I had admiration for the man — like i said I have a lot of respect for dog owners with well-behaved dogs – but as I moved past them, and caught a look at the dog’s face, I melted inside. Here was an animal: large, dignified, perhaps of some age, whose every instinct is to bark and defend. To protect with teeth and claw. Or, less dramatically, to aggressively sniff  or slather affection on the approaching species. She wasn’t doing what felt natural, what felt called for: she held her ground and merely observed me come and go. You gotta really respect a dog — as an individual! in its own right! — when it can do that.

Who taught her how to do that? Her owner: the dude holding the leash. He can’t prevent her from choosing to barkbarkbarkBARK or breaking away from him, without having his arm ripped out of its socket. But there’s enough symbiosis in their relationship that she knows there’s a reward for “good behavior” i.e. not doing what feels normal.

Part of the reward might be a biscuit. But maybe the other part of the reward is the relationship: the way both of them feel when there is peace. Suddenly dog and owner have mutual experience: we watch things come and go, we observe together the world around us together. It becomes less punishment-&-reward and more exploration, gentle adventure.

Also there’s trust, established from probably years of training between this man and pooch. He loves her and knows her every instinct. She loves him and trusts his guidance. There’s intuition, respect and practice, all rolled into one here.

I’m not a dog person per se, but in this moment I became one, because for the first time I had an inkling of what it might be like to be a dog. Left to my own devices, I go down rabbit hole after rabbit hole, striving, scheming, reacting, defending, barkbarkbarkBARKING at the world.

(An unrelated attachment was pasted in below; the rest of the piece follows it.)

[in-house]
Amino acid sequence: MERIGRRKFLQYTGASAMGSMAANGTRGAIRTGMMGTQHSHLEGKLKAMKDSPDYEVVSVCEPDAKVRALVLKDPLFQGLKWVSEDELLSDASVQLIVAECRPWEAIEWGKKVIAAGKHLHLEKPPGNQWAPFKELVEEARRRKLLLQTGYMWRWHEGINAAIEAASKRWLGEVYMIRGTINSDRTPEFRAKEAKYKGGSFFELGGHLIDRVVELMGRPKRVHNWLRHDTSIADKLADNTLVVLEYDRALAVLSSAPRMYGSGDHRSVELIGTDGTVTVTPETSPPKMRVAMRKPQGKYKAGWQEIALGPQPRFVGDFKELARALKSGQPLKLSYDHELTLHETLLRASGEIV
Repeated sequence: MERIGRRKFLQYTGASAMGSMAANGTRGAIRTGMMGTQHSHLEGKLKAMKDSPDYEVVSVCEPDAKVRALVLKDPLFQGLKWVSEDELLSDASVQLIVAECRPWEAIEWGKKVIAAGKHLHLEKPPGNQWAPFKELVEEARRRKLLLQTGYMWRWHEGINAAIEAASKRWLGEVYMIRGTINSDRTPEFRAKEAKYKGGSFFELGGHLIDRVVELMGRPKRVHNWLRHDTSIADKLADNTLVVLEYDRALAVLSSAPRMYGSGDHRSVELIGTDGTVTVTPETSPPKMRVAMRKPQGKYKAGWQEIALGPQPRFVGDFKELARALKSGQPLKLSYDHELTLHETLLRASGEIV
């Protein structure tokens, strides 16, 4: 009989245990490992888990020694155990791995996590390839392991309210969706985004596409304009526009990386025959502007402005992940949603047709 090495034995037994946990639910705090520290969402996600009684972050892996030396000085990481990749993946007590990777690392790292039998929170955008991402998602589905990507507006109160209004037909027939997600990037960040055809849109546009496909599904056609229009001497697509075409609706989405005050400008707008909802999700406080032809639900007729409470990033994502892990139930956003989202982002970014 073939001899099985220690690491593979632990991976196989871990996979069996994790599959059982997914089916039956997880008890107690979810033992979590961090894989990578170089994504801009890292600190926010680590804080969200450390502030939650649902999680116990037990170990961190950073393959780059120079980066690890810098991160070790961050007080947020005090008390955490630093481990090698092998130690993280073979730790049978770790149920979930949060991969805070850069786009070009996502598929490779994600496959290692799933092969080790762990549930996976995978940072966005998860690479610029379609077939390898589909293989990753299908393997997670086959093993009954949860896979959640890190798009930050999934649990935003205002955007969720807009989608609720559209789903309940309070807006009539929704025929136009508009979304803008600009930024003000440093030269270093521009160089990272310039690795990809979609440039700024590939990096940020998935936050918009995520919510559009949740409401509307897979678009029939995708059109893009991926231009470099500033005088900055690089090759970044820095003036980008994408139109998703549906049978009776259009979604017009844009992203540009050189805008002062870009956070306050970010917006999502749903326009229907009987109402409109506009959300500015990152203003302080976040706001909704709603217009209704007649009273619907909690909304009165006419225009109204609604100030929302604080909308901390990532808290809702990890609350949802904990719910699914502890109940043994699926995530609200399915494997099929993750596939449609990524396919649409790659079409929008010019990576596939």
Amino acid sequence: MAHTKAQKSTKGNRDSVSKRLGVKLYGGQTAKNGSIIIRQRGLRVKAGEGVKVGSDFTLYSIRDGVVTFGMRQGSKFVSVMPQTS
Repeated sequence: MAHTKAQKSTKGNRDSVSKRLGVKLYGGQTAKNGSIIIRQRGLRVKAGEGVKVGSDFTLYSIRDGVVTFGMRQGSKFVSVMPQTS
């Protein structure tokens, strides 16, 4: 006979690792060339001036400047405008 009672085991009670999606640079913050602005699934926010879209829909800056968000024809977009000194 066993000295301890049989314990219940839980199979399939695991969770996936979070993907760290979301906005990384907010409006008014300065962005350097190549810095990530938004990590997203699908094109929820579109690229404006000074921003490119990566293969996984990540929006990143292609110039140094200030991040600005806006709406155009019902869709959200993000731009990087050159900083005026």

The driver in the seat is my crazy mind: the thing that starts up the minute I awake and the last thing to quiet down before I sleep. It catches a whiff of something and — off it goes! My mind is like an untrained dog loose in the streets: hugely entertaining at first, then a nuisance, then frightening. I’ve come to realize there’s nothing I can do to stop it from doing whatever it wants, and if I don’t manage it, I end up chasing after it fruitlessly.

Massage therapy is hugely helpful in helping us put our minds on leash. As we lie in gentle repose in session, our beatific countenance could belie the raging turmoil within. There we are: all relaxed and stuff, and meanwhile we’re counting up errands, or reviewing some horrible conversation we had last week, or planning what to do on the weekend. It’s exhausting. And we’re supposed to be relaxing!